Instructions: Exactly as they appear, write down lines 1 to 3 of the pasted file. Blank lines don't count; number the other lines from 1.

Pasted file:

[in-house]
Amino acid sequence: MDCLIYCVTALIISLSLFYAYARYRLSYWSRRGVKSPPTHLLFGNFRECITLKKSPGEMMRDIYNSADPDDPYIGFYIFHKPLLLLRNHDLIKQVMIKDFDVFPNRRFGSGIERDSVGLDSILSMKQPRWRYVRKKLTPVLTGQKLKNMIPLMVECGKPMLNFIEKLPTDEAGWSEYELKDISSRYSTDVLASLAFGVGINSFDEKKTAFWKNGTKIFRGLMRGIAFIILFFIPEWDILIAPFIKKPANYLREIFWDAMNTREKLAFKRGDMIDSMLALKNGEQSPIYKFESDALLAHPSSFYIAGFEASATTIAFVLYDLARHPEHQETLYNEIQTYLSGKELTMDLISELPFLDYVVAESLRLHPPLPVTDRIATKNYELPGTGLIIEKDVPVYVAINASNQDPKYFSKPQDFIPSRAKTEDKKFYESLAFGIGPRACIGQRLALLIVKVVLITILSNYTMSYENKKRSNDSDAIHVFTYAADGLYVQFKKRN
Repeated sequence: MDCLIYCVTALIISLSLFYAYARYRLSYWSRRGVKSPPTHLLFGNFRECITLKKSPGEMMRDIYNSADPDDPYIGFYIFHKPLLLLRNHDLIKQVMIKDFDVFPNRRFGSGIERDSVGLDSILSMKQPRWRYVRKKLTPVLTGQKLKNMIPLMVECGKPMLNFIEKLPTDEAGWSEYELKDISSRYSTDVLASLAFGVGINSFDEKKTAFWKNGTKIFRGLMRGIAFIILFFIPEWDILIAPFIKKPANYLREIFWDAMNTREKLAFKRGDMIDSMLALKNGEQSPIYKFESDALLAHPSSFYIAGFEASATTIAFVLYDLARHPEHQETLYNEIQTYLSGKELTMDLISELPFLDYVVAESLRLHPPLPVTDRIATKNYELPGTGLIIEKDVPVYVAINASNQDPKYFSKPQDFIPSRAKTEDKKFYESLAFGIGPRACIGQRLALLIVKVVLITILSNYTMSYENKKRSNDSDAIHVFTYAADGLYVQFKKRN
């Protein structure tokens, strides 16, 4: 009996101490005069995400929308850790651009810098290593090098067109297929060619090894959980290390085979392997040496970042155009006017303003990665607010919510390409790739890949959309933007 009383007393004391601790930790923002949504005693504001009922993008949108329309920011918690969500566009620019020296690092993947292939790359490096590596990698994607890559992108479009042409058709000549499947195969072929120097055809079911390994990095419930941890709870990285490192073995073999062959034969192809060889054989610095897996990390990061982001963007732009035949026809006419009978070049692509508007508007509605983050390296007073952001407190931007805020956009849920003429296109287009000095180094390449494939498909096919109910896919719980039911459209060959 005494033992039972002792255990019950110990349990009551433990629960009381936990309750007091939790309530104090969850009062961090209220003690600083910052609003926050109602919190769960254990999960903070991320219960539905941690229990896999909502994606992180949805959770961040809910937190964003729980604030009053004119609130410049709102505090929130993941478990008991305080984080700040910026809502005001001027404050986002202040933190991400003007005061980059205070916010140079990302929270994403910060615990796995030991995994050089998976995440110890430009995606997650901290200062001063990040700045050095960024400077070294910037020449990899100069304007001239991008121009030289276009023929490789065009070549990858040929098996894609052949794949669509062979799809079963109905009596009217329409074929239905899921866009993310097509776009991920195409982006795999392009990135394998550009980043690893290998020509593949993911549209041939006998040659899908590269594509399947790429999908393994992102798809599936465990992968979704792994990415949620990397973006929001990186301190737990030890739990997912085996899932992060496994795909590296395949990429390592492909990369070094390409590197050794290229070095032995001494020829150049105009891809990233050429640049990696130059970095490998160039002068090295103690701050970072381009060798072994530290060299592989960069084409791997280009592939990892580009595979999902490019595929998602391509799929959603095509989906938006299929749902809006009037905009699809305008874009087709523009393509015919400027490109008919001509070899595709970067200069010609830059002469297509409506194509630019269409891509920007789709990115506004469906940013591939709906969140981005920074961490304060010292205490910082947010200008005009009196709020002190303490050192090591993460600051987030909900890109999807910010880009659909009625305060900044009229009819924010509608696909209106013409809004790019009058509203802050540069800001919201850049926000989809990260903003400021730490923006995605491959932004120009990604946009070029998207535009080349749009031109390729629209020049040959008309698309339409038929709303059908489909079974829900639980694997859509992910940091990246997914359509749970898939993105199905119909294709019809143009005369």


[in-house]
Amino acid sequence: MDCLIYCVTALIISLSLFYAYARYRLSYWSRRGVKSPPTHLLFGNFRECITLKKSPGEMMRDIYNSADPDDPYIGFYIFHKPLLLLRNHDLIKQVMIKDFDVFPNRRFGSGIERDSVGLDSILSMKQPRWRYVRKKLTPVLTGQKLKNMIPLMVECGKPMLNFIEKLPTDEAGWSEYELKDISSRYSTDVLASLAFGVGINSFDEKKTAFWKNGTKIFRGLMRGIAFIILFFIPEWDILIAPFIKKPANYLREIFWDAMNTREKLAFKRGDMIDSMLALKNGEQSPIYKFESDALLAHPSSFYIAGFEASATTIAFVLYDLARHPEHQETLYNEIQTYLSGKELTMDLISELPFLDYVVAESLRLHPPLPVTDRIATKNYELPGTGLIIEKDVPVYVAINASNQDPKYFSKPQDFIPSRAKTEDKKFYESLAFGIGPRACIGQRLALLIVKVVLITILSNYTMSYENKKRSNDSDAIHVFTYAADGLYVQFKKRN
Repeated sequence: MDCLIYCVTALIISLSLFYAYARYRLSYWSRRGVKSPPTHLLFGNFRECITLKKSPGEMMRDIYNSADPDDPYIGFYIFHKPLLLLRNHDLIKQVMIKDFDVFPNRRFGSGIERDSVGLDSILSMKQPRWRYVRKKLTPVLTGQKLKNMIPLMVECGKPMLNFIEKLPTDEAGWSEYELKDISSRYSTDVLASLAFGVGINSFDEKKTAFWKNGTKIFRGLMRGIAFIILFFIPEWDILIAPFIKKPANYLREIFWDAMNTREKLAFKRGDMIDSMLALKNGEQSPIYKFESDALLAHPSSFYIAGFEASATTIAFVLYDLARHPEHQETLYNEIQTYLSGKELTMDLISELPFLDYVVAESLRLHPPLPVTDRIATKNYELPGTGLIIEKDVPVYVAINASNQDPKYFSKPQDFIPSRAKTEDKKFYESLAFGIGPRACIGQRLALLIVKVVLITILSNYTMSYENKKRSNDSDAIHVFTYAADGLYVQFKKRN